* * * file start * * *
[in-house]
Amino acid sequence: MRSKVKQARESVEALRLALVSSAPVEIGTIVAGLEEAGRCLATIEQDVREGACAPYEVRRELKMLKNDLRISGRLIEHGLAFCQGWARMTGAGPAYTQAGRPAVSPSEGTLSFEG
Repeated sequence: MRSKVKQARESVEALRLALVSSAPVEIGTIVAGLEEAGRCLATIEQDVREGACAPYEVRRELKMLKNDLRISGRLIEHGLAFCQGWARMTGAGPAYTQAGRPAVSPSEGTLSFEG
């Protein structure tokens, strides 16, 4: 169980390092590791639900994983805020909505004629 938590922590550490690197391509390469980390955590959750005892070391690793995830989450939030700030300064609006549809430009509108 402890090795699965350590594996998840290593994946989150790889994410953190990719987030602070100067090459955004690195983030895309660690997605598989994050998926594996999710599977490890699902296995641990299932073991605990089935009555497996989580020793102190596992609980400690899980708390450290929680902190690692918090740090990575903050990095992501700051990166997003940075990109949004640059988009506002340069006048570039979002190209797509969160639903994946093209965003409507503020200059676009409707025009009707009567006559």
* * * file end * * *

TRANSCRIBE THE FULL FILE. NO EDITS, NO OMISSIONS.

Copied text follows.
[in-house]
Amino acid sequence: MRSKVKQARESVEALRLALVSSAPVEIGTIVAGLEEAGRCLATIEQDVREGACAPYEVRRELKMLKNDLRISGRLIEHGLAFCQGWARMTGAGPAYTQAGRPAVSPSEGTLSFEG
Repeated sequence: MRSKVKQARESVEALRLALVSSAPVEIGTIVAGLEEAGRCLATIEQDVREGACAPYEVRRELKMLKNDLRISGRLIEHGLAFCQGWARMTGAGPAYTQAGRPAVSPSEGTLSFEG
């Protein structure tokens, strides 16, 4: 169980390092590791639900994983805020909505004629 938590922590550490690197391509390469980390955590959750005892070391690793995830989450939030700030300064609006549809430009509108 402890090795699965350590594996998840290593994946989150790889994410953190990719987030602070100067090459955004690195983030895309660690997605598989994050998926594996999710599977490890699902296995641990299932073991605990089935009555497996989580020793102190596992609980400690899980708390450290929680902190690692918090740090990575903050990095992501700051990166997003940075990109949004640059988009506002340069006048570039979002190209797509969160639903994946093209965003409507503020200059676009409707025009009707009567006559």